Woolworths sell non-stick egg rings in two packs for about two dollars, so I bought five packs. I could have made the Florentines slightly thinner and got 12 from the recipe, but I had only bought 10 egg rings, so that was that! If preferred make them free-form by placing heaped tablespoonsful onto the paper – they will spread as they cook.

½ cup creamFlorentines
½ cup sugar
1 Tbs honey
½ cup dried cherries (glacé or sour cherries)
½ cup dried fruit (I used cranberries)
½ cup candied peel (or more dried fruit)
1 cup flaked or slivered almonds (I used almonds & cashews)
½ cup flour
100g dark chocolate, melted
1 tsp vegetable oil, coconut oil or Copha

Preheat oven to 180°C. Line a baking tray with non-stick paper and arrange the egg rings on top. In a medium sized saucepan heat cream, sugar and honey till boiling. Remove from the heat and add fruit, nuts and flour. Cool for a few minutes so it thickens up.

Divide among the rings spreading evenly then bake for 10-15 mins or until light caramel coloured. Don’t overcook as the fruit easily burns. Leave to cool on the tray.

Melt chocolate and oil or Copha in microwave or in a bowl over boiling water. Dip each Florentine into chocolate on the flat side, shake off excess then cool on non-stick paper, chocolate side up. If you’re in a hurry stick them in the fridge or freezer. And if you have any chocolate left, drizzle a bit on the bumpy side, but let the chocolate set on the first side before you do this. They actually look better on the drizzly/bumpy side.

Makes 10-12

Pom’s Crunchy Biscuits

My Thai friend Pom makes these delicious crunchy biscuits. She gave me some as a gift recently, but they were so good I ate them all as I was driving home, so Matthew didn’t get any. I asked her for the recipe and decided to double the quantities because I knew that 16 biscuits wouldn’t last long.

They’re like muesli in a biscuit – healthy, satisfying, good for lunch boxes or to go with a cuppa. An Australian cup measure is 250ml or a quarter of a litre.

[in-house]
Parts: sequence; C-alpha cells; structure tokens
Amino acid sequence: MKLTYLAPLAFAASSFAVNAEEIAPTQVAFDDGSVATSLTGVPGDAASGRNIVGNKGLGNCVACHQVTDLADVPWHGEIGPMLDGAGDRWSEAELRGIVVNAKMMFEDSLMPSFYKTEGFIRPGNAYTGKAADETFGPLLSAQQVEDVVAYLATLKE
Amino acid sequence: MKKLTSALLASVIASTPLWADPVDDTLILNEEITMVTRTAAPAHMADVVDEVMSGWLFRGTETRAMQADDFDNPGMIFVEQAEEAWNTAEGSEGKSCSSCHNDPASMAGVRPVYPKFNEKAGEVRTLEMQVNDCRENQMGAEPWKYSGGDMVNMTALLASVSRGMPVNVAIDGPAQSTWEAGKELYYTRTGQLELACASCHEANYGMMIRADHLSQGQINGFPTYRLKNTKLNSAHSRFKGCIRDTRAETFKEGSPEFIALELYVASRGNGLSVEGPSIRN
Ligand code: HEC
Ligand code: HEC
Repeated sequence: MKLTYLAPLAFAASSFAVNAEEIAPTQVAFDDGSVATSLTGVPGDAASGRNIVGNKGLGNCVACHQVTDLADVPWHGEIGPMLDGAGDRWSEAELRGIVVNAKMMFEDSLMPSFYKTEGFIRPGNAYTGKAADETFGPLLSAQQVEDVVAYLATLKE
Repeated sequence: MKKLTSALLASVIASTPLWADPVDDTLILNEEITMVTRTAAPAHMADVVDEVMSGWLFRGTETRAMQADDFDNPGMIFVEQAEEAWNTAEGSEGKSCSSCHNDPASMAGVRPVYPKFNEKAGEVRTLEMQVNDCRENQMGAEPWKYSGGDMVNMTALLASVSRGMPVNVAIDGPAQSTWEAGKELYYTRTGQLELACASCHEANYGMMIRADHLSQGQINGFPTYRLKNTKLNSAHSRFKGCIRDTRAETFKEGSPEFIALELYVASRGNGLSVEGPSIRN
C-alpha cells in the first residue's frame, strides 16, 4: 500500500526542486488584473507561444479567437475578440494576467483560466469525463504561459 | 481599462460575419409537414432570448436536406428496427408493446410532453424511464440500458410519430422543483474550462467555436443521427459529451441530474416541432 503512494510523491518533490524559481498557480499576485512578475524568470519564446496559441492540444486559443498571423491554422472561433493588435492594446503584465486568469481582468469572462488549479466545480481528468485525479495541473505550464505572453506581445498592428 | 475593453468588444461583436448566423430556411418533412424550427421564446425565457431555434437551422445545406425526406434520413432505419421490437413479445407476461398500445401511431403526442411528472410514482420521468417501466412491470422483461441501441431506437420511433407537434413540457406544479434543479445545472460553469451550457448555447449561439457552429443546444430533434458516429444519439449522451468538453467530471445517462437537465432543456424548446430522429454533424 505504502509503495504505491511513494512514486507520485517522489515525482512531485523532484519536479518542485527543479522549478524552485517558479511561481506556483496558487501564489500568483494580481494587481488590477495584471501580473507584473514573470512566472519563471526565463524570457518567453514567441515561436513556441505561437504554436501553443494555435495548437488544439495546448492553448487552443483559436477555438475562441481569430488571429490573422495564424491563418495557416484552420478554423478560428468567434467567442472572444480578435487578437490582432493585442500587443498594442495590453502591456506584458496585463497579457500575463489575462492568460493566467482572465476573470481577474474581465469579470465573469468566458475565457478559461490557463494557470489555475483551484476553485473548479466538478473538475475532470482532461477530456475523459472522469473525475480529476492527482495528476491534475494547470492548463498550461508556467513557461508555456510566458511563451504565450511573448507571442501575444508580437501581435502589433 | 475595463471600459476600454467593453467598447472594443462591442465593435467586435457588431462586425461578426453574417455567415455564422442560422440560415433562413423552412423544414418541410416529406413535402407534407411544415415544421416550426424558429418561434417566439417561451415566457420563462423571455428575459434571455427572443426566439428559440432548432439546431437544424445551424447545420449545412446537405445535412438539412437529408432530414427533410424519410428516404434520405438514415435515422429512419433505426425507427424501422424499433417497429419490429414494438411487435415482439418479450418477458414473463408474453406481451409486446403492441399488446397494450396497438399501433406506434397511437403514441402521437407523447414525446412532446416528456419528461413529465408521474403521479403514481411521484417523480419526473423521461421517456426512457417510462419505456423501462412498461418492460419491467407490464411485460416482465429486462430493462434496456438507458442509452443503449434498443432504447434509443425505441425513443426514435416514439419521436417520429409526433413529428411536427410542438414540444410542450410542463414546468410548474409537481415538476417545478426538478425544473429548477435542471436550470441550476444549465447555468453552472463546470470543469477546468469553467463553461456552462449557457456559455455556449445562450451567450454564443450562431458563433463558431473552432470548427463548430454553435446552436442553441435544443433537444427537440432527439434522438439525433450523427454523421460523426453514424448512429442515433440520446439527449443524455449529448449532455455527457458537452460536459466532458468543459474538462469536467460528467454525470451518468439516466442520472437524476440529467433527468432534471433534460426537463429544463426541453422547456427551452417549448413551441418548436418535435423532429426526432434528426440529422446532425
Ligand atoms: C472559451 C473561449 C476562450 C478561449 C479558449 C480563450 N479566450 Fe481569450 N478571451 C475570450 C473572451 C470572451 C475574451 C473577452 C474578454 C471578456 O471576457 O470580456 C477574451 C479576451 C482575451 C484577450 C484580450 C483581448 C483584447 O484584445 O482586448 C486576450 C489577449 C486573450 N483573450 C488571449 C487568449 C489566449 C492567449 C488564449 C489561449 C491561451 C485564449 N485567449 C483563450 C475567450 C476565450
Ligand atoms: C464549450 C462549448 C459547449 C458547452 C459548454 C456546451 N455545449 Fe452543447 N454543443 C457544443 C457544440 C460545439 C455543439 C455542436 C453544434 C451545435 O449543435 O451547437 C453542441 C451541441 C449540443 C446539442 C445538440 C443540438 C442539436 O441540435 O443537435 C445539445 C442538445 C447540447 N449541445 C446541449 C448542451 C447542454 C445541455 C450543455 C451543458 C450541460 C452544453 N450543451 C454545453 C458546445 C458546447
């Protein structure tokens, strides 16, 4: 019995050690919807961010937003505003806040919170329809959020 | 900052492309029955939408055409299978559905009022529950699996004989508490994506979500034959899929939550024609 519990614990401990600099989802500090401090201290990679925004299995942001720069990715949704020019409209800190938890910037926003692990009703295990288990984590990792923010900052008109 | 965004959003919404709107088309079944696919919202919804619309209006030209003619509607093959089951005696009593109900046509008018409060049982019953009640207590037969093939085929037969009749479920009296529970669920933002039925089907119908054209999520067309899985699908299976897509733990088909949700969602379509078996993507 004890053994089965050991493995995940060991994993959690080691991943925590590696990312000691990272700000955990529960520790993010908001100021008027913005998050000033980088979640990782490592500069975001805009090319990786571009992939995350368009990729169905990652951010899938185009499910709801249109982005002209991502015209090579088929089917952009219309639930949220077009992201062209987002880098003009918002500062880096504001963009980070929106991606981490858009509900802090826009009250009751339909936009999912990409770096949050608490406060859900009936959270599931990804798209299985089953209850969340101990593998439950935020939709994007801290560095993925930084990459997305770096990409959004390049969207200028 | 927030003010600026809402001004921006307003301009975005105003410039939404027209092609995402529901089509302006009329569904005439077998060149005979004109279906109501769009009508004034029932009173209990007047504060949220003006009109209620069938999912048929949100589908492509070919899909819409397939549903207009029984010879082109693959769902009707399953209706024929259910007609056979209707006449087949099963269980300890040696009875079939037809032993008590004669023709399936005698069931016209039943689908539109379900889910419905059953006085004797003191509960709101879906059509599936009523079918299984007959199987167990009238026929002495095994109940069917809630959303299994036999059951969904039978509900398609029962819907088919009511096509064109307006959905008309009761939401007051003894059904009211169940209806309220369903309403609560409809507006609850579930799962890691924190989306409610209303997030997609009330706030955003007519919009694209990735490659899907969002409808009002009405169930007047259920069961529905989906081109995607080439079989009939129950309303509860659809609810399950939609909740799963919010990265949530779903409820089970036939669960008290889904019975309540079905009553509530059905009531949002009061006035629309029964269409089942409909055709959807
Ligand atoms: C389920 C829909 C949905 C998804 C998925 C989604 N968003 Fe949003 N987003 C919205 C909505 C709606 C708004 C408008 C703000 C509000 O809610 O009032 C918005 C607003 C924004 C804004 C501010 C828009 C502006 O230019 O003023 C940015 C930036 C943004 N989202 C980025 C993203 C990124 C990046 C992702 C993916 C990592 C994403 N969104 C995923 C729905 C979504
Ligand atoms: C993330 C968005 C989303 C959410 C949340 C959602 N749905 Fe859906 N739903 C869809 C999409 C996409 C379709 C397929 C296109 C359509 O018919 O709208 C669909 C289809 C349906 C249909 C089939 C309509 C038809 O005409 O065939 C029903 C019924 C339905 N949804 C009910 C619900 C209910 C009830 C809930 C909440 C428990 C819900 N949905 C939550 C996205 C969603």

Pom's Crunch Biscuits4 cups cornflakes
2/3 cup sugar or honey
250g butter at room temp
2 eggs
1 tsp vanilla essence
1 cup sultanas
2 cups SR flour
½ cup sesame seeds (white or black or a mixture)
½ cup shredded or dessicated coconut
½ cup sunflower or pumpkin kernels
1 cup chocolate chips or chopped chocolate

Preheat oven to 180ºC. Place cornflakes in food processor and process briefly to break them up a bit, but not much. If you need to chop the chocolate do it now and add it to the cornflakes. Place sugar or honey and butter in food processor and mix until smooth and creamy. Add eggs and mix well, then flour and vanilla. When smooth, scrape into the bowl with the cornflakes, add remaining ingredients and mix well. Line two or three baking trays with baking paper. Form mixture into 3cm balls and arrange on trays with spaces in between. Bake for 12-15 minutes or until golden – don’t overcook or they will be dry. Cool then store in a tin with a lid.

Makes about 32

Note: the recipe is easy to halve and you can vary the ingredients to suit you taste. Add more coconut and less sultanas, use chopped nuts instead of the kernels, or leave out the chocolate and substitute something else

Dream Bars

This recipe first appeared in the Australian Women’s Weekly Big Book of Beautiful Biscuits when it was published in 1982. I’ve been making it ever since and it’s always popular.

The original recipe uses 2 cups fruit mince (mincemeat) but I use a cup of dried fruit and a cup of jam instead. It’s great for using up all those bits of jam and marmalade at the bottom of jars – something my family say I’m famous for. It’s always a great achievement when you can find things in the fridge which need using up and turn them into something finger lickin’ good.

When I returned to take the photo someone, who shall remain nameless and blamed the dog, had already eaten a piece.

photo

Base:
180g butter at room temp
2/3 cup brown sugar, lightly packed
2 cups plain flour
Topping:
4 eggs
1 cup brown sugar, firmly packed
2 tsp vanilla essence
2 Tbs Plain flour
1 tsp Baking Powder
3 cups dessicated coconut
1 cup jam (any flavour)
1 cup dried fruit